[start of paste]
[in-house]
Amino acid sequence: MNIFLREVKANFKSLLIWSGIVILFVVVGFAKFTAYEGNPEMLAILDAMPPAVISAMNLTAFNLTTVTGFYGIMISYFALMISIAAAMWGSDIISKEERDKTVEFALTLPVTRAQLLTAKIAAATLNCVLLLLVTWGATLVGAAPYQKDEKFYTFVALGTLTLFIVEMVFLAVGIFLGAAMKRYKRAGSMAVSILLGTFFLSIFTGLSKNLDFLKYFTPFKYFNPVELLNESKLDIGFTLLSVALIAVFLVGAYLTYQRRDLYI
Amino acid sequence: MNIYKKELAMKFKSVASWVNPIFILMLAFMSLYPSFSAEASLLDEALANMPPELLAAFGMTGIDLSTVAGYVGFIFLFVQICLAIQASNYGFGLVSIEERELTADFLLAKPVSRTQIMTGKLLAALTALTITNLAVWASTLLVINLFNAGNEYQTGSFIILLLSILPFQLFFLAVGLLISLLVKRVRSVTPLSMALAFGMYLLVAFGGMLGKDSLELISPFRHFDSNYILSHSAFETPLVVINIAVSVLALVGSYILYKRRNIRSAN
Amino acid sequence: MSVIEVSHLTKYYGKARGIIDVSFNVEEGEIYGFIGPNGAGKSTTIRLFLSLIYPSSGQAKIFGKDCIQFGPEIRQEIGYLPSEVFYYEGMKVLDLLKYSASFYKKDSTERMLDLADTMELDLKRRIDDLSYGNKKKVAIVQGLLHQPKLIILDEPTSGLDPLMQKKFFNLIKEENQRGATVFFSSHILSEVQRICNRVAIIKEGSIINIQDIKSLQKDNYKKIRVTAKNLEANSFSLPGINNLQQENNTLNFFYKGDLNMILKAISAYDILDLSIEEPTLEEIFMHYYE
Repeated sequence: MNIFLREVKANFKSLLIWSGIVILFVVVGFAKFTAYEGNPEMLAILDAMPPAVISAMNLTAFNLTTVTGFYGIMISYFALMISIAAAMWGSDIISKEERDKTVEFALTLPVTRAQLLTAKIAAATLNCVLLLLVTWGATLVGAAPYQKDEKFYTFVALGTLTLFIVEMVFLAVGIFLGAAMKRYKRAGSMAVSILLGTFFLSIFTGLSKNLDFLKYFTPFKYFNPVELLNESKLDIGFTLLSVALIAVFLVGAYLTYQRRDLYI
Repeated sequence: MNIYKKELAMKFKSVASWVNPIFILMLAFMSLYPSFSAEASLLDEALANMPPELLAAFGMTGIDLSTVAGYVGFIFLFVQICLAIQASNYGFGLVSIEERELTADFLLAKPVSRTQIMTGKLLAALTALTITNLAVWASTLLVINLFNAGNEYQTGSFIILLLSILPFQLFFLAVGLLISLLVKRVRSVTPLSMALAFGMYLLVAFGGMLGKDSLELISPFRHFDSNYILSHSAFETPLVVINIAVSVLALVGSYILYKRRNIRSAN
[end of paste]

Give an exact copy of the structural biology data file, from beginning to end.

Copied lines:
[in-house]
Amino acid sequence: MNIFLREVKANFKSLLIWSGIVILFVVVGFAKFTAYEGNPEMLAILDAMPPAVISAMNLTAFNLTTVTGFYGIMISYFALMISIAAAMWGSDIISKEERDKTVEFALTLPVTRAQLLTAKIAAATLNCVLLLLVTWGATLVGAAPYQKDEKFYTFVALGTLTLFIVEMVFLAVGIFLGAAMKRYKRAGSMAVSILLGTFFLSIFTGLSKNLDFLKYFTPFKYFNPVELLNESKLDIGFTLLSVALIAVFLVGAYLTYQRRDLYI
Amino acid sequence: MNIYKKELAMKFKSVASWVNPIFILMLAFMSLYPSFSAEASLLDEALANMPPELLAAFGMTGIDLSTVAGYVGFIFLFVQICLAIQASNYGFGLVSIEERELTADFLLAKPVSRTQIMTGKLLAALTALTITNLAVWASTLLVINLFNAGNEYQTGSFIILLLSILPFQLFFLAVGLLISLLVKRVRSVTPLSMALAFGMYLLVAFGGMLGKDSLELISPFRHFDSNYILSHSAFETPLVVINIAVSVLALVGSYILYKRRNIRSAN
Amino acid sequence: MSVIEVSHLTKYYGKARGIIDVSFNVEEGEIYGFIGPNGAGKSTTIRLFLSLIYPSSGQAKIFGKDCIQFGPEIRQEIGYLPSEVFYYEGMKVLDLLKYSASFYKKDSTERMLDLADTMELDLKRRIDDLSYGNKKKVAIVQGLLHQPKLIILDEPTSGLDPLMQKKFFNLIKEENQRGATVFFSSHILSEVQRICNRVAIIKEGSIINIQDIKSLQKDNYKKIRVTAKNLEANSFSLPGINNLQQENNTLNFFYKGDLNMILKAISAYDILDLSIEEPTLEEIFMHYYE
Repeated sequence: MNIFLREVKANFKSLLIWSGIVILFVVVGFAKFTAYEGNPEMLAILDAMPPAVISAMNLTAFNLTTVTGFYGIMISYFALMISIAAAMWGSDIISKEERDKTVEFALTLPVTRAQLLTAKIAAATLNCVLLLLVTWGATLVGAAPYQKDEKFYTFVALGTLTLFIVEMVFLAVGIFLGAAMKRYKRAGSMAVSILLGTFFLSIFTGLSKNLDFLKYFTPFKYFNPVELLNESKLDIGFTLLSVALIAVFLVGAYLTYQRRDLYI
Repeated sequence: MNIYKKELAMKFKSVASWVNPIFILMLAFMSLYPSFSAEASLLDEALANMPPELLAAFGMTGIDLSTVAGYVGFIFLFVQICLAIQASNYGFGLVSIEERELTADFLLAKPVSRTQIMTGKLLAALTALTITNLAVWASTLLVINLFNAGNEYQTGSFIILLLSILPFQLFFLAVGLLISLLVKRVRSVTPLSMALAFGMYLLVAFGGMLGKDSLELISPFRHFDSNYILSHSAFETPLVVINIAVSVLALVGSYILYKRRNIRSAN